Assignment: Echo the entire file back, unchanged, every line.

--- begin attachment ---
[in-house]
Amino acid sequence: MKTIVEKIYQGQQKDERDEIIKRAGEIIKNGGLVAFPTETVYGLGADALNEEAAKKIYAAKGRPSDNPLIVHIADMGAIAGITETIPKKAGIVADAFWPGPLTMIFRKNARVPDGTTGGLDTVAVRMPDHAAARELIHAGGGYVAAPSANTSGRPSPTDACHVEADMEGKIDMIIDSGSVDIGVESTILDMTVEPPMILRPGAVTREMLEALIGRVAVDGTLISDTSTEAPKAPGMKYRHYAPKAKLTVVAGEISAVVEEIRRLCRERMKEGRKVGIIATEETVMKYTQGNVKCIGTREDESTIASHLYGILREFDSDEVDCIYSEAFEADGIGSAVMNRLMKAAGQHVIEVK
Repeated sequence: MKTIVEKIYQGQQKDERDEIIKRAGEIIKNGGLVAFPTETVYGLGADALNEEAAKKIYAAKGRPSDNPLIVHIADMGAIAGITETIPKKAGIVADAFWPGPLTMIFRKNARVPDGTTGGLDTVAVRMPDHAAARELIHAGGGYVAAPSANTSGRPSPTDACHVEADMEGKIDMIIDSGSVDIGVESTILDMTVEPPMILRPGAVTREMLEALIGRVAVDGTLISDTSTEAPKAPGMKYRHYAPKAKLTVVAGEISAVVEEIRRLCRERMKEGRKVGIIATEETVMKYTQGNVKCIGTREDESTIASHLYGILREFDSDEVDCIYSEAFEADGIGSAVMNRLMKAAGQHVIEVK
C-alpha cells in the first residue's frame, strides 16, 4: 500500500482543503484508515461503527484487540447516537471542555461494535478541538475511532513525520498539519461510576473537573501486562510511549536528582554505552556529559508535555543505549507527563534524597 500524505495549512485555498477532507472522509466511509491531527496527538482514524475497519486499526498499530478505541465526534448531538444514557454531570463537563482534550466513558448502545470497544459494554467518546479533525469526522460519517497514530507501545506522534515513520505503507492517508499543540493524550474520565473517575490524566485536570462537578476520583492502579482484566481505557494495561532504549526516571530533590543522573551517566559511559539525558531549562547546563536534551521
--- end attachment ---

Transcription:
[in-house]
Amino acid sequence: MKTIVEKIYQGQQKDERDEIIKRAGEIIKNGGLVAFPTETVYGLGADALNEEAAKKIYAAKGRPSDNPLIVHIADMGAIAGITETIPKKAGIVADAFWPGPLTMIFRKNARVPDGTTGGLDTVAVRMPDHAAARELIHAGGGYVAAPSANTSGRPSPTDACHVEADMEGKIDMIIDSGSVDIGVESTILDMTVEPPMILRPGAVTREMLEALIGRVAVDGTLISDTSTEAPKAPGMKYRHYAPKAKLTVVAGEISAVVEEIRRLCRERMKEGRKVGIIATEETVMKYTQGNVKCIGTREDESTIASHLYGILREFDSDEVDCIYSEAFEADGIGSAVMNRLMKAAGQHVIEVK
Repeated sequence: MKTIVEKIYQGQQKDERDEIIKRAGEIIKNGGLVAFPTETVYGLGADALNEEAAKKIYAAKGRPSDNPLIVHIADMGAIAGITETIPKKAGIVADAFWPGPLTMIFRKNARVPDGTTGGLDTVAVRMPDHAAARELIHAGGGYVAAPSANTSGRPSPTDACHVEADMEGKIDMIIDSGSVDIGVESTILDMTVEPPMILRPGAVTREMLEALIGRVAVDGTLISDTSTEAPKAPGMKYRHYAPKAKLTVVAGEISAVVEEIRRLCRERMKEGRKVGIIATEETVMKYTQGNVKCIGTREDESTIASHLYGILREFDSDEVDCIYSEAFEADGIGSAVMNRLMKAAGQHVIEVK
C-alpha cells in the first residue's frame, strides 16, 4: 500500500482543503484508515461503527484487540447516537471542555461494535478541538475511532513525520498539519461510576473537573501486562510511549536528582554505552556529559508535555543505549507527563534524597 500524505495549512485555498477532507472522509466511509491531527496527538482514524475497519486499526498499530478505541465526534448531538444514557454531570463537563482534550466513558448502545470497544459494554467518546479533525469526522460519517497514530507501545506522534515513520505503507492517508499543540493524550474520565473517575490524566485536570462537578476520583492502579482484566481505557494495561532504549526516571530533590543522573551517566559511559539525558531549562547546563536534551521